Well, India is yet to have its own uniform civil code, at present, every religion has its own personal laws which is a clear indication of the fact that events like marriage, divorce, adoption, inheritance etc. are different for everyone as per the religion they follow. But what happens when two people of different faiths get married? They are governed by the Special Marriage Act of 1954 (hereinafter referred to as ‘Act’) and not by their respective personal laws. This implies that one is free to follow the religious practices as they wish but their personal laws won’t be applicable if they marry a person who belongs to a different religion.
Conditions to get married under this Act
- Neither party has a living spouse.
- Capable of giving valid consent and not suffering from any mental disorder that makes him/her unfit for marriage or procreation of children.
- Neither party is subject to recurrent attacks of insanity.
- Both of them have completed the legal age of marriage.
- The parties are not within the degrees of prohibited relationship.
Unlike other personal laws, this Act states marriage between any two persons and not just between a male or a female. Does this mean that homosexual couples can also marry under the Act? If we go with the bare interpretation of the provisions, they can but since marriage between homosexual couples is yet not legalised in India and the case is pending before the Apex Court of the country, we can not comment upon the legal position until then.
Once your marriage is solemnised and registered under the Special Marriage Act, the whole game changes. Now your personal laws will no longer be applicable to both parties. Let us have a look at the consequences of marriage under this Act.
Inheritance is one of such aspects that is very unorganised in India because very few people pay heed to it but it surely becomes a huge headache after one’s death. Many people who married under this Act are unaware of how their property is distributed after death because their rights are rarely discussed, in contrast to Hindus' or Muslims' inheritance rights. But with the increase in inter-faith marriages in our country, it’s high time that people should be aware of certain crucial aspects of their lives. Even people may be unaware of the implications of marrying under this Act.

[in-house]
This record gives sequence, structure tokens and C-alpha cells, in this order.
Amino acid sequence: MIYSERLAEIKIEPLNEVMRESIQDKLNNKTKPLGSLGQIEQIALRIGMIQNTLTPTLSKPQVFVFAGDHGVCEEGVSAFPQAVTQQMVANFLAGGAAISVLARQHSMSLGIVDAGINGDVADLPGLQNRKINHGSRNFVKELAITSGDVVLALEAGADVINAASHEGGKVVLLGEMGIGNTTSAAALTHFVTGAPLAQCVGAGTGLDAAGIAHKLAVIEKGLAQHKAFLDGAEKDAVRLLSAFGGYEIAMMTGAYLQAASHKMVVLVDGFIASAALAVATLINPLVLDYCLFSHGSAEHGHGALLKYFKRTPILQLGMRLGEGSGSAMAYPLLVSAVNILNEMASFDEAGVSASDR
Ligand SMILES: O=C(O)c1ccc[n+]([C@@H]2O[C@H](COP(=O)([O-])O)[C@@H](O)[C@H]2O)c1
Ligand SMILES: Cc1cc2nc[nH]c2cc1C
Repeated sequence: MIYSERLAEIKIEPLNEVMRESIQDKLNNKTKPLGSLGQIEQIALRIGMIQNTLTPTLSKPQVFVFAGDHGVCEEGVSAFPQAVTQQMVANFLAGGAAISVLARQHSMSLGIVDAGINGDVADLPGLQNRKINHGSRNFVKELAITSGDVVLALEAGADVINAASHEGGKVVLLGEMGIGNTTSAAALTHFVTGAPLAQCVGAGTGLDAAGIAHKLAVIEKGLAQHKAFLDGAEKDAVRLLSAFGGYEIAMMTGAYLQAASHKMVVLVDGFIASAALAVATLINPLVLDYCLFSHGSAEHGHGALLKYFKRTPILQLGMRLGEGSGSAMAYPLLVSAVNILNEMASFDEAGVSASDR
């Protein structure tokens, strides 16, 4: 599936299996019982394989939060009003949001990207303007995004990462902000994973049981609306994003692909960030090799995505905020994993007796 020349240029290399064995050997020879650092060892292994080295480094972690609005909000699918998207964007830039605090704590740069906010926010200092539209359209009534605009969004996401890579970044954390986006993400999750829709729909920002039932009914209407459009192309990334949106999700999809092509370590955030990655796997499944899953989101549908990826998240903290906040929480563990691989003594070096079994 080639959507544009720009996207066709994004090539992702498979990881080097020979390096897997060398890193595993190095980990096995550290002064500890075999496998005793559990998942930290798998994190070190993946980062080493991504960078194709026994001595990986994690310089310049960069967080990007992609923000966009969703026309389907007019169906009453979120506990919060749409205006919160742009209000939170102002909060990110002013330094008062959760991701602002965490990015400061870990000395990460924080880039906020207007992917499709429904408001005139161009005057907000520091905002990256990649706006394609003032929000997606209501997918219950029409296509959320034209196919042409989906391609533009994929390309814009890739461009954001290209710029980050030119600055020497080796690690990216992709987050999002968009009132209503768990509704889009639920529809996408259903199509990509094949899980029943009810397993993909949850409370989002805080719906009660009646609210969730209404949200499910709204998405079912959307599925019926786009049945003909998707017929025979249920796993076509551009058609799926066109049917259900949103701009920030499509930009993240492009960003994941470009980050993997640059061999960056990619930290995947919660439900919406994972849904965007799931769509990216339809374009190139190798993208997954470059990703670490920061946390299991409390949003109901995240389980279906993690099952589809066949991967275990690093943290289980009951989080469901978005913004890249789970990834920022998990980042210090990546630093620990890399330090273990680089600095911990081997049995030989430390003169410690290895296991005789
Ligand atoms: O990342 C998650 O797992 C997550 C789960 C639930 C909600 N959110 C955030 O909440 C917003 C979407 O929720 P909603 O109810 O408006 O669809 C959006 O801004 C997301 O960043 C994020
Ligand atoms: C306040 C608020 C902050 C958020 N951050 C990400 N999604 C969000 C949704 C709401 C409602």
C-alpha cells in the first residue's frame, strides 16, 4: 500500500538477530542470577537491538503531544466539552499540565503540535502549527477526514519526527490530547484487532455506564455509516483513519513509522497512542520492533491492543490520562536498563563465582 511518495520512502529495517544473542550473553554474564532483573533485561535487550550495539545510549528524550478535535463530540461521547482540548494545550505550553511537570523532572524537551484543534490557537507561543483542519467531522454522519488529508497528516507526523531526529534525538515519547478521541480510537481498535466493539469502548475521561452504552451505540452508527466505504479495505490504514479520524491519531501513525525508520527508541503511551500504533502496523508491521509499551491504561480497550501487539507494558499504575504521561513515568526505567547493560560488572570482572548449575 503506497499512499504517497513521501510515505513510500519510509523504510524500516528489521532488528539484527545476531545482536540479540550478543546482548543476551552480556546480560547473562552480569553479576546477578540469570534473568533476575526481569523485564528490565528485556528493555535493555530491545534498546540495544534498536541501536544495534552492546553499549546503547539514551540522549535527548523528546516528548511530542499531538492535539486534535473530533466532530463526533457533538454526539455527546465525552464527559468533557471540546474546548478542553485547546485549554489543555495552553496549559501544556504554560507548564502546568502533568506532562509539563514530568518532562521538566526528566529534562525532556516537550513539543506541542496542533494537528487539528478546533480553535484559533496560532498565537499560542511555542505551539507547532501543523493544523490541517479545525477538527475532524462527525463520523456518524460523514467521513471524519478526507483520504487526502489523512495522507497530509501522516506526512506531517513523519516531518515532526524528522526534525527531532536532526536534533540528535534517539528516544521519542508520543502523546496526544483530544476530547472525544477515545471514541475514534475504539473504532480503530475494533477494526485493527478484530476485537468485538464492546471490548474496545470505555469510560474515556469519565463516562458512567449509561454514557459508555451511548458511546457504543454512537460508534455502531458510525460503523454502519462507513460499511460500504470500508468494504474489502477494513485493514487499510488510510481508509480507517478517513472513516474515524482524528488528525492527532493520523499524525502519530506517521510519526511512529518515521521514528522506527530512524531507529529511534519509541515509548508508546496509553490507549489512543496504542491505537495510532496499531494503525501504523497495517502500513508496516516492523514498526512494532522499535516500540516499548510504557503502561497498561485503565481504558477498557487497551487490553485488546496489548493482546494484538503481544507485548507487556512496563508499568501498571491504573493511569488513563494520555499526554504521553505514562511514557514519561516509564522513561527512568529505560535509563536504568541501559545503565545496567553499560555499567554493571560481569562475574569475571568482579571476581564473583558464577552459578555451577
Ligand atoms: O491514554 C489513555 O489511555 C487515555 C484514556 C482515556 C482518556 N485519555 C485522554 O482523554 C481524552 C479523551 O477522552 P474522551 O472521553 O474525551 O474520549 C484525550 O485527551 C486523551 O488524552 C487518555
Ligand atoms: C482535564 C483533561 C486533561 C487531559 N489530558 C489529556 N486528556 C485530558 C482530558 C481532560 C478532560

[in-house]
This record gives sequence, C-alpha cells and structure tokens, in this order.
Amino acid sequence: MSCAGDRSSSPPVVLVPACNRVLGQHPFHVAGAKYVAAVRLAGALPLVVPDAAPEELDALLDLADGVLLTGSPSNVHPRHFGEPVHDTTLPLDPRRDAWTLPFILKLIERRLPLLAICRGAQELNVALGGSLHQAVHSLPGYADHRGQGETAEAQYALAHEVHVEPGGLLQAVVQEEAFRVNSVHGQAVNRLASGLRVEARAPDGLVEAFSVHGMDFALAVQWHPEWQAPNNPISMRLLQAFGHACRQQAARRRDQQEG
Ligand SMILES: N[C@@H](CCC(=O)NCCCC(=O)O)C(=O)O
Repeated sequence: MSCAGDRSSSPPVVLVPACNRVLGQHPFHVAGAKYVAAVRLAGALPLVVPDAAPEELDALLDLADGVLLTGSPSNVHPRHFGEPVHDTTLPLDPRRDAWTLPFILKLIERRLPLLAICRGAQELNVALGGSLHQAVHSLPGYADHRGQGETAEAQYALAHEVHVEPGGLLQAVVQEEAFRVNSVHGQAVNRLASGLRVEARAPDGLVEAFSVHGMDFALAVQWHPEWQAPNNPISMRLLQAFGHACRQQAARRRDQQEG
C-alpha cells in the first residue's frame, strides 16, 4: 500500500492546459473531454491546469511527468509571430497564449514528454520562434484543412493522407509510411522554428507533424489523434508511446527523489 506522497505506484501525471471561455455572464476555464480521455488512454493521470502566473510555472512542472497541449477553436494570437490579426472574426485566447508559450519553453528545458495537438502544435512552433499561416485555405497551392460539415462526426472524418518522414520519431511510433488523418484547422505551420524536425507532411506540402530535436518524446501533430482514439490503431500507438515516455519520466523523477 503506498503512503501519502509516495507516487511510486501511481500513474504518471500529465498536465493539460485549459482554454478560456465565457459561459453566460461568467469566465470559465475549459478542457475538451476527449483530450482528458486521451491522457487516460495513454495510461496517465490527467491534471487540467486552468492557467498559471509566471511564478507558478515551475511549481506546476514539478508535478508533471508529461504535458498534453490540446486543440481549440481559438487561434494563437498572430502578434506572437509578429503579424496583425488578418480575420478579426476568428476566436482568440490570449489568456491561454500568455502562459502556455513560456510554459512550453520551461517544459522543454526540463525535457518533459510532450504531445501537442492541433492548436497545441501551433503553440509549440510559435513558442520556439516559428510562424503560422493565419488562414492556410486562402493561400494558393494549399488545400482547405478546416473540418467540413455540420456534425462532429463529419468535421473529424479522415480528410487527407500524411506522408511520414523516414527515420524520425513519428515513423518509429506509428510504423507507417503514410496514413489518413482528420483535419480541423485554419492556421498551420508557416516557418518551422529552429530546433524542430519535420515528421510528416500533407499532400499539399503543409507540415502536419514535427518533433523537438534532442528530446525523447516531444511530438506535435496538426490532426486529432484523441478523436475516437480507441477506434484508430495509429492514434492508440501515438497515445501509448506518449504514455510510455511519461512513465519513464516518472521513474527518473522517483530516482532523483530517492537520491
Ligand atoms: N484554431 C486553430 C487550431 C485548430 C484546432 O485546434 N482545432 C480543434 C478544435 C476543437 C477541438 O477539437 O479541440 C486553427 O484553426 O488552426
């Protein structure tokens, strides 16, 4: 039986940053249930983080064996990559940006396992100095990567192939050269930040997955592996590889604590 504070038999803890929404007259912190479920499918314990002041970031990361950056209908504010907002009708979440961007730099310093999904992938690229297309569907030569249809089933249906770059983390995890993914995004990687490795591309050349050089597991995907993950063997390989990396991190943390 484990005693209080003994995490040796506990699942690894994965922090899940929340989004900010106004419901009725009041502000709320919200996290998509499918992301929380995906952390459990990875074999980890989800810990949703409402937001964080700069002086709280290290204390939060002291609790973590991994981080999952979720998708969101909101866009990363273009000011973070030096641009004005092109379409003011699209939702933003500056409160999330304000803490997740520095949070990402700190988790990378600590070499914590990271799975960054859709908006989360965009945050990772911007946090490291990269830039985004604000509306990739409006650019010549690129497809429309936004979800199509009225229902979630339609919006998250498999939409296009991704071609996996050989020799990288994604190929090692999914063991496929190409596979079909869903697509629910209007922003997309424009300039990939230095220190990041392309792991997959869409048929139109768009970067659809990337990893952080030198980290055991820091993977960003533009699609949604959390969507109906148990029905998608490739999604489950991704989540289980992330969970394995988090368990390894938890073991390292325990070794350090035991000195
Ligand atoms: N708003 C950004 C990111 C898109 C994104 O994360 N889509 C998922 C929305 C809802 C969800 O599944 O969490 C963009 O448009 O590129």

The two primary consequences of marrying under the Act
- Any member of an undivided family who practises the religions of Hinduism, Buddhism, Sikhism, or Jainism who marries under the terms of this Act is regarded to be separated from that family and is no longer considered to be a part of it.
- Any person whose marriage is solemnised under this Act will no longer be subject to personal laws for inheritance purposes; instead, the provisions of the Indian Succession Act of 1925 will apply.
When a person dies without a Will, it is called dying intestate and the property is distributed among the legal heirs in accordance with the law. In the next part of this blog, we’ll cover the rules and division of property after one’s death among an interfaith couple married under this Act.
Stay tuned for the second part where we dive deeper into inheritance laws for interfaith couples in India.